Whilst sorting through our photo library, we found this beautiful reminder of summer – Lavandula x intermedia Olympia (left) with Lavandula angustifolia Blue Ice. This photo was taken at Downderry Nursery in July this year. Olympia is one of the earliest intermedia varieties to flower, whilst Blue Ice is one of the last angustifolia types – so they make splendid bed-fellows, particularly with the striking contrast in flower colour. What you can’t tell from this photo is the super scent coming from the foliage and the gentle hum of bees working – lavenders are amongst the best plants for pollinators.

Both of these lavenders are in the PFE portfolio – contact us today for details of young plant suppliers for these varieties.

We are crazy with preparations for the Royal Horticultural Society’s Chelsea Flower Show, which starts next week.

We will be launching three new varieties at the show. In alphabetical order, these are:

Pyracantha Golden Paradise in flower

Pyracantha Golden Paradise in flower

Pyracantha Golden Paradise – bred by Andy Parker from Essex, this is the world’s first golden-leaved fire thorn. We are launching this in conjunction with Hardy’s Cottage Garden Plants and plants will be available from them and from Coblands Nurseries. Wholesale supplies of young plants will be from Seiont Nurseries.

We’ve set up  a dedicated web site at http://www.goldenparadise.info

There is also a Facebook page at http://www.facebook.com/goldenparadiseplant and we’re using a Twitter hashtag #goldenparadise


Rehmannia Walberton's Magic Dragon

Rehmannia Walberton’s Magic Dragon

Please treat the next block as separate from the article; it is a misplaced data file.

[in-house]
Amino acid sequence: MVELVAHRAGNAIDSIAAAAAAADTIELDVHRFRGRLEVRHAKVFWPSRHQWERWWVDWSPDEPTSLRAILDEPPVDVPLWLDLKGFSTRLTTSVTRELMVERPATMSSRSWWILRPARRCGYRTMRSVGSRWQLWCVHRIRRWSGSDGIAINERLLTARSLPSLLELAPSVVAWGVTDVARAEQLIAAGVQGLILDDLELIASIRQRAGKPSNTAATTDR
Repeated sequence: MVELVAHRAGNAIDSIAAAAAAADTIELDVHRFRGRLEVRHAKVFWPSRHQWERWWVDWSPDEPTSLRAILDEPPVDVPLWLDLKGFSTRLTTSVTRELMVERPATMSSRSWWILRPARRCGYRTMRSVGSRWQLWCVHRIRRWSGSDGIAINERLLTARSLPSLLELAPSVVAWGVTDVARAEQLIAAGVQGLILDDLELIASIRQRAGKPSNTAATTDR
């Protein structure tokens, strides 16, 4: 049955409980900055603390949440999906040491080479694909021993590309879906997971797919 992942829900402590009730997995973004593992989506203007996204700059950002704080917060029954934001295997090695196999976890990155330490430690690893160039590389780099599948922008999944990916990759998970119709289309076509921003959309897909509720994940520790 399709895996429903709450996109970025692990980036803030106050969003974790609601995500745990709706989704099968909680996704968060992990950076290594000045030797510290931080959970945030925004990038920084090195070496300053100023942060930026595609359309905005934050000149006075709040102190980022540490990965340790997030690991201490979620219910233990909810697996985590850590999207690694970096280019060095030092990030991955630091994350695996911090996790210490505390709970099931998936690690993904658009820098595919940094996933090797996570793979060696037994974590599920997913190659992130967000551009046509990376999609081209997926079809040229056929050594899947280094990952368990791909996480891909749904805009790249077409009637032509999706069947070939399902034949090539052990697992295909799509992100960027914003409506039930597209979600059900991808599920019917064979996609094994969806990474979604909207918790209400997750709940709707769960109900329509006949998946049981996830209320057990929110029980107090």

Second in the list is Rehmannia Walberton’s Magic Dragon – bred by David Tristram at Walberton Nurseries, West Sussex. This is a splendid garden plant, a sterile hybrid between R.elata and R.glutinosa (another world first). This is also being launched by Hardy’s Cottage Garden Plants. Plants are also being supplied to selected garden centres and retailers by the Farplants Group.

Website: http://www.magicdragonplant.info

Facebook: http://www.facebook.com/magicdragonplant

Twitter: #magicdragon


Salvia Love and Wishes individual flower

Salvia Love and Wishes individual flower

Last, but certainly not least, is Salvia Love and Wishes – bred by John Fisher in New South Wales, Australia. This is the third in the Wish Collection series of Salvia and has wonderful claret red flowers. It is a perfect partner for the existing varieties, Salvia Wendy’s Wish and Salvia Ember’s Wish (PDF files). This launch is in conjunction with William Dyson of Dyson’s Nurseries, who is returning to Chelsea after a long absence. Plants will also be available from J Parker’s and from garden centres and nurseries nationwide. Wholesale supplies will be by Delamore and Florensis.

Web: http://www.loveandwishes.info

Facebook: http://www.facebook.com/salvialoveandwishes

Twitter: #loveandwishes


All three of these plants have been entered in the new plant competition at the show. We will find out the winner on Monday…

Graham will be at IPM Essen for all next week, meeting licensees, potential licensees, breeders, local territory agents and other contacts. Contact us if you would like to meet him there.